Real Christmas trees adorn some homes during the holidays. Whether you have one you do not want to send to the landfill or your neighbor's tree is waiting for garbage pickup, you could commemorate the season by making a walking stick from the tree. It takes a few tools and some effort, but it's a project that anyone who likes simple woodworking projects can execute to make something practical to use or give as a gift.
List of Items Needed
- Tape measure
- Pin or tack (optional)
- Sharp blade
- Leather gloves
- Vise (optional)
- 100-grit sandpaper
- Leather or fabric (optional)
- Finishing oil
- 400-grit sandpaper
- Bucket or pail
Take off all the trimmings from the tree. Once the tree is bare, look along the trunk to find the thickness for the base of the walking stick you want to create. Verify that the trunk above that point is tall enough for you to use for a walking stick. A good proportion to use for the length of the stick is to hold your arm out and bend your elbow as if you were holding an imaginary stick. Ask a helper to measure that distance. If working alone, do it against a wall and place a pin or tack to mark the distance to the floor.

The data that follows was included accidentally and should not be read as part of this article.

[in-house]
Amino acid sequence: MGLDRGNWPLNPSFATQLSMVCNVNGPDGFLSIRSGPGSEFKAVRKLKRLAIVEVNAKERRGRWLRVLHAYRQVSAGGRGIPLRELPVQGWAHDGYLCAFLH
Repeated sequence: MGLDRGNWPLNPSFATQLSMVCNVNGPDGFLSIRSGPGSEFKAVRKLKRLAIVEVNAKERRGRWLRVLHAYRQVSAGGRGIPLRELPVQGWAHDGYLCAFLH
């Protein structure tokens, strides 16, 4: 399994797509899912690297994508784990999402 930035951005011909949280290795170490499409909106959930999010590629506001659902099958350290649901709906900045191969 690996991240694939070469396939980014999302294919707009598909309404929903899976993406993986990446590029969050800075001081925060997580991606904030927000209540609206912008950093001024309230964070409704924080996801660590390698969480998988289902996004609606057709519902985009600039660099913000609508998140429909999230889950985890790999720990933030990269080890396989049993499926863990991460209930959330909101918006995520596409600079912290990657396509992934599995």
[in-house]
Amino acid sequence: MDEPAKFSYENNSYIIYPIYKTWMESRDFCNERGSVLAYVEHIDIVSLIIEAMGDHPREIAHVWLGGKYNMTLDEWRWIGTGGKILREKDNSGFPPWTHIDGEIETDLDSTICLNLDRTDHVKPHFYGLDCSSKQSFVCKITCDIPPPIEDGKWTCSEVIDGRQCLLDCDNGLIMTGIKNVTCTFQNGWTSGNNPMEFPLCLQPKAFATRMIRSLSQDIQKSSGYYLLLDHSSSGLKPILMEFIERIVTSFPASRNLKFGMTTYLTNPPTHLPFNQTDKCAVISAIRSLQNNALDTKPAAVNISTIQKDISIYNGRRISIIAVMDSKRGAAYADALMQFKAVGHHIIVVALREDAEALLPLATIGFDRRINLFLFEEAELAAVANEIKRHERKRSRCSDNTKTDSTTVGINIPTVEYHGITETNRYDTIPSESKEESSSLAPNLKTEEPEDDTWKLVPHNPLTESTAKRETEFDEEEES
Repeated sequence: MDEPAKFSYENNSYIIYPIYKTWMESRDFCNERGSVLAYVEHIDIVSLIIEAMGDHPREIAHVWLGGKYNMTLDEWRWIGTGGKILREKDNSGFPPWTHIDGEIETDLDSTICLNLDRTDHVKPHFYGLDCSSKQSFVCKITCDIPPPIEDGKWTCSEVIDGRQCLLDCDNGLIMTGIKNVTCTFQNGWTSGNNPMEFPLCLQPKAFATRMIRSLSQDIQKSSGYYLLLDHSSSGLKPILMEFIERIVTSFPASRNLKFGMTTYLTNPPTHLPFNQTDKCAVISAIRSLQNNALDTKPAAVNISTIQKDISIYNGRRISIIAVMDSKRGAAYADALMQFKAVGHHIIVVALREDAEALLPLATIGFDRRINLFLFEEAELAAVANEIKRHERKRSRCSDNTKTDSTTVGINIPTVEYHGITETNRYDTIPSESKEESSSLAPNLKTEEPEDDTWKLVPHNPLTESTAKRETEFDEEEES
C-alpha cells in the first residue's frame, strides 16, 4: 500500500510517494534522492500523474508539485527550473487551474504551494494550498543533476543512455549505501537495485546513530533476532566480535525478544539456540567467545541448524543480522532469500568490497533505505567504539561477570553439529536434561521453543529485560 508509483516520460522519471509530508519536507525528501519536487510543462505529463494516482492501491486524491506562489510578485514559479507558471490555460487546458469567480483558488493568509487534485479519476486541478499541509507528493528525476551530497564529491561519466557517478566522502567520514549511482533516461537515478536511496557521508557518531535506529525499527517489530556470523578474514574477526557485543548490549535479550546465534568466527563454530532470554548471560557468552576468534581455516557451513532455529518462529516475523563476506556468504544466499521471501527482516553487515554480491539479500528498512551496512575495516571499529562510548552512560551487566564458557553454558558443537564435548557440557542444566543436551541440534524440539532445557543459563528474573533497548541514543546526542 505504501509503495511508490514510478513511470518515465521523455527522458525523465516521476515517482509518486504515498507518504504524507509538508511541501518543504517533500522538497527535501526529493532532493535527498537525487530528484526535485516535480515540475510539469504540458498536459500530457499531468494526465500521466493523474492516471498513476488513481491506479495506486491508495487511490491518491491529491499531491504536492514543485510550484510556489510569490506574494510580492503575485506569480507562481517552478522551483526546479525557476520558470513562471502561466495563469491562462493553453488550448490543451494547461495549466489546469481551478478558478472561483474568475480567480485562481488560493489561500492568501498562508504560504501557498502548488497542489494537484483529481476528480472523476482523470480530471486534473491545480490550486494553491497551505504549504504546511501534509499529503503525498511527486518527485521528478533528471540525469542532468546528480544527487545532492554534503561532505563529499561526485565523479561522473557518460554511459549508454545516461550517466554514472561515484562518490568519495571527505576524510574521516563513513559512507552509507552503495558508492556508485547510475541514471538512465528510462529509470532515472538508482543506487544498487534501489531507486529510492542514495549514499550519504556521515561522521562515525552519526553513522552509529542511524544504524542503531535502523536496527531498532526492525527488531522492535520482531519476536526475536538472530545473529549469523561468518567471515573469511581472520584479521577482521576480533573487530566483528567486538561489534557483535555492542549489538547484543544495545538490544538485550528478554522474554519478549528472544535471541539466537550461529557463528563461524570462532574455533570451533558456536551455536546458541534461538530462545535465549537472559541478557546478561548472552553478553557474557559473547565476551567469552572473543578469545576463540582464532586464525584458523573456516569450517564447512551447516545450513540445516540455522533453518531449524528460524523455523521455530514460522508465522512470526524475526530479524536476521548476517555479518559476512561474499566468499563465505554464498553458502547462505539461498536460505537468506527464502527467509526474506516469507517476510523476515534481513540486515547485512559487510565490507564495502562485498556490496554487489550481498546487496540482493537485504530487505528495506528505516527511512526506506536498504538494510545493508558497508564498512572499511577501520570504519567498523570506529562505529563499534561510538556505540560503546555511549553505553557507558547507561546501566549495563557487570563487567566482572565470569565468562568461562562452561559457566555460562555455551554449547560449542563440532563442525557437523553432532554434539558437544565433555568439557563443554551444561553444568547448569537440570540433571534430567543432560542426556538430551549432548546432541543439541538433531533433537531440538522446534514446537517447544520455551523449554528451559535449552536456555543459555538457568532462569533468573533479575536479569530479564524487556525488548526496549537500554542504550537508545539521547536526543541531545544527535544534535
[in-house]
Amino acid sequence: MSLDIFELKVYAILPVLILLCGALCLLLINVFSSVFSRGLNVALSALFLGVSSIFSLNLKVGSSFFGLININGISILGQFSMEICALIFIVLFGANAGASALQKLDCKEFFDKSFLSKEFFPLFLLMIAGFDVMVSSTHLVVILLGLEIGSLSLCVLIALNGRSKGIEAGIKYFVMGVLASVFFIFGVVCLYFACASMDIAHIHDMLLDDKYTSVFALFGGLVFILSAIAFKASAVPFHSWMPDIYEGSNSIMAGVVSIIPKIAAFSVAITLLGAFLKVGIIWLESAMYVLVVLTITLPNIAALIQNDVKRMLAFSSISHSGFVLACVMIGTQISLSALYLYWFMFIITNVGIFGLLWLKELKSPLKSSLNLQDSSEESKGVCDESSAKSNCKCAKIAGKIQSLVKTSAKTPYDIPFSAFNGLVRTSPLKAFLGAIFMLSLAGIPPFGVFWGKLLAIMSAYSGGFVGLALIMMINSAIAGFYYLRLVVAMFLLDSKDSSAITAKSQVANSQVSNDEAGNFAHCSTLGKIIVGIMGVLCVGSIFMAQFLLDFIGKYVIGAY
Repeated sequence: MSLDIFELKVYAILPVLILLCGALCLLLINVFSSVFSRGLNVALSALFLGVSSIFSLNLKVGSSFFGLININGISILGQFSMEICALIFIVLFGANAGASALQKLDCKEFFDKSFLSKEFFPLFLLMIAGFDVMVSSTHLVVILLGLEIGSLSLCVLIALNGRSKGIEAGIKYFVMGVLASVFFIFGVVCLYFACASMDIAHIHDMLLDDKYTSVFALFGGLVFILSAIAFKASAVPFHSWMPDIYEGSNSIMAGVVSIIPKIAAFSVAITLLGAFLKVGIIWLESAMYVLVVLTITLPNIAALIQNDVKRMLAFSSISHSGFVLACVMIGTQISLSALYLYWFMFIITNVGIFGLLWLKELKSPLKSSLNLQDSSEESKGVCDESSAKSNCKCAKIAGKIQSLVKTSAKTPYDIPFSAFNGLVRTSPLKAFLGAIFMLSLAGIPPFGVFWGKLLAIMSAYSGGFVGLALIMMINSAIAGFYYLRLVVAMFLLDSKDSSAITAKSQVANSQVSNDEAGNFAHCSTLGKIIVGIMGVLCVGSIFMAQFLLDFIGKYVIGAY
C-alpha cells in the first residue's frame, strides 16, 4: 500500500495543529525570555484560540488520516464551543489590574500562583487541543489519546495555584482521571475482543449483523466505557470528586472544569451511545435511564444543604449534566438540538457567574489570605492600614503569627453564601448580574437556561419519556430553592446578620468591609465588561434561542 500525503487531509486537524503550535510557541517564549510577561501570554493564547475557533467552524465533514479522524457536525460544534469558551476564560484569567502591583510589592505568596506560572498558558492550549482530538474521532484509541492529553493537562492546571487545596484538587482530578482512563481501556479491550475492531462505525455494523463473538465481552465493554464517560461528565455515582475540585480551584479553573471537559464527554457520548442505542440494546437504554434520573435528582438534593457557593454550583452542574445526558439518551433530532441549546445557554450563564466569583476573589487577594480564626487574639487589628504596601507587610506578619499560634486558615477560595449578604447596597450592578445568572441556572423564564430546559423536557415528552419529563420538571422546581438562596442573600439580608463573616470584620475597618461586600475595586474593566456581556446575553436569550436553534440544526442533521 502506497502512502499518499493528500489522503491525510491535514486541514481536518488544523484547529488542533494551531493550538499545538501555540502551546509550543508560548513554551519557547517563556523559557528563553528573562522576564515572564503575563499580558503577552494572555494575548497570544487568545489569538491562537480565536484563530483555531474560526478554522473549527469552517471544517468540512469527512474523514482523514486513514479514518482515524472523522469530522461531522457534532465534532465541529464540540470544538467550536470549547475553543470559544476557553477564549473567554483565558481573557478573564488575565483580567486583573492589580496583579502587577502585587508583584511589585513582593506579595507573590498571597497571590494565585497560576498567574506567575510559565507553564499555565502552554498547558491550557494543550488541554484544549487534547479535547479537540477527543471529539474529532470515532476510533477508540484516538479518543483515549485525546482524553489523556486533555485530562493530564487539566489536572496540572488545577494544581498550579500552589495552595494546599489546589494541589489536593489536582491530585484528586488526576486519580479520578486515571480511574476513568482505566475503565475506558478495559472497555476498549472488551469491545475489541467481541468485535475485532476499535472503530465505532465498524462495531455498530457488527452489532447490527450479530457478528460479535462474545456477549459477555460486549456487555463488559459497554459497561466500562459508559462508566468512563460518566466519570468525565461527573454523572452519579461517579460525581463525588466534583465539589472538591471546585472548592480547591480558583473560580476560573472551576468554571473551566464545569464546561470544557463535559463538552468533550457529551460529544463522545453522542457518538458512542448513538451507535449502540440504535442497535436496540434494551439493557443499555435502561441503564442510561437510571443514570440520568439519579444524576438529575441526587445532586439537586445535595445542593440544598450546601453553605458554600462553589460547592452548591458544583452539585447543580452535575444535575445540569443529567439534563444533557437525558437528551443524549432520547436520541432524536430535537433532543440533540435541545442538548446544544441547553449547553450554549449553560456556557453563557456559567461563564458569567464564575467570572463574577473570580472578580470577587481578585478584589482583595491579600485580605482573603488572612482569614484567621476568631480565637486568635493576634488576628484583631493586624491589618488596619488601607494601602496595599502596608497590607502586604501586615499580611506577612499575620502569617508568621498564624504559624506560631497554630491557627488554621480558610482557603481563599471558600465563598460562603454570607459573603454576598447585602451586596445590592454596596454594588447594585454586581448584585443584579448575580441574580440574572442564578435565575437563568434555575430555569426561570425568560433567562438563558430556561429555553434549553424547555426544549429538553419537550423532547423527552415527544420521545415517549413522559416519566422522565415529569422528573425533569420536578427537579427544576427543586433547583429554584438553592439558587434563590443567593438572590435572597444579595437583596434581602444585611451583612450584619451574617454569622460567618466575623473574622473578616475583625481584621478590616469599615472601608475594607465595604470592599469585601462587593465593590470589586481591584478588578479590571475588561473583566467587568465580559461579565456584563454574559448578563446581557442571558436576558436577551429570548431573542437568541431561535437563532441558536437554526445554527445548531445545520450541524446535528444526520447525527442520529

Remove some of the branches to make it easier to cut off the bottom of the tree. You can use a handsaw or jig saw to take off the branches. When you have clear access to the trunk, cut it off to form the bottom and remove the amount you need to from the top.
Use the saw to take off all the branches as close to the trunk as you can, which makes it easier to remove the bark. You can use a sharp blade, such as a pocket knife to take off the bark. This is the most dangerous part and it's a good idea to wear leather gloves when working with the stick. Putting it in a vise also helps hold it securely so that it does not move around.
Sand the stick. A vise helps hold the stick steady. Since the wood will be rough after removing the bark, use 100-grit sandpaper to smooth the stick. If you want to leave the stick as it is, just sand the area where you grasp the walking stick along the sides and top of the stick. You could also wrap the handle area with soft leather or fabric to reduce the chance of picking up a sliver or chaffing your hands.
Apply a finish coat to the stick. Tung oil, mineral oil or linseed oil are good choices for a walking stick. Apply the first coat by brushing it on or applying it with a rag. After the first coat dries, sand the stick with 400-grit sandpaper and apply more finishing oil.
Tips and Warnings
- Soak your used rags in a pail of water to prevent spontaneous combustion.